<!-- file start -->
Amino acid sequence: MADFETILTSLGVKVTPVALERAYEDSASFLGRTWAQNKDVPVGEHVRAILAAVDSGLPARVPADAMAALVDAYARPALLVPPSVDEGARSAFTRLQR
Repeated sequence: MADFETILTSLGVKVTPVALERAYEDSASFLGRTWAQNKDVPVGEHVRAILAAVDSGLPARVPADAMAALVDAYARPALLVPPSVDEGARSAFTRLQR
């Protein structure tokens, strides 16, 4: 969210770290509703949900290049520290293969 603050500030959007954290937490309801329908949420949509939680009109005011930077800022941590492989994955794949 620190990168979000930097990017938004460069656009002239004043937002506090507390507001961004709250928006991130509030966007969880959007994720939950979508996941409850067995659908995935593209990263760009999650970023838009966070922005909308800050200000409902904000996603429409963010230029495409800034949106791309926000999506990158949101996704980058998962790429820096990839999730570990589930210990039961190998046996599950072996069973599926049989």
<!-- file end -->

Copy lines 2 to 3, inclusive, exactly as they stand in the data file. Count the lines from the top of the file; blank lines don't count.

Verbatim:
Repeated sequence: MADFETILTSLGVKVTPVALERAYEDSASFLGRTWAQNKDVPVGEHVRAILAAVDSGLPARVPADAMAALVDAYARPALLVPPSVDEGARSAFTRLQR
């Protein structure tokens, strides 16, 4: 969210770290509703949900290049520290293969 603050500030959007954290937490309801329908949420949509939680009109005011930077800022941590492989994955794949 620190990168979000930097990017938004460069656009002239004043937002506090507390507001961004709250928006991130509030966007969880959007994720939950979508996941409850067995659908995935593209990263760009999650970023838009966070922005909308800050200000409902904000996603429409963010230029495409800034949106791309926000999506990158949101996704980058998962790429820096990839999730570990589930210990039961190998046996599950072996069973599926049989």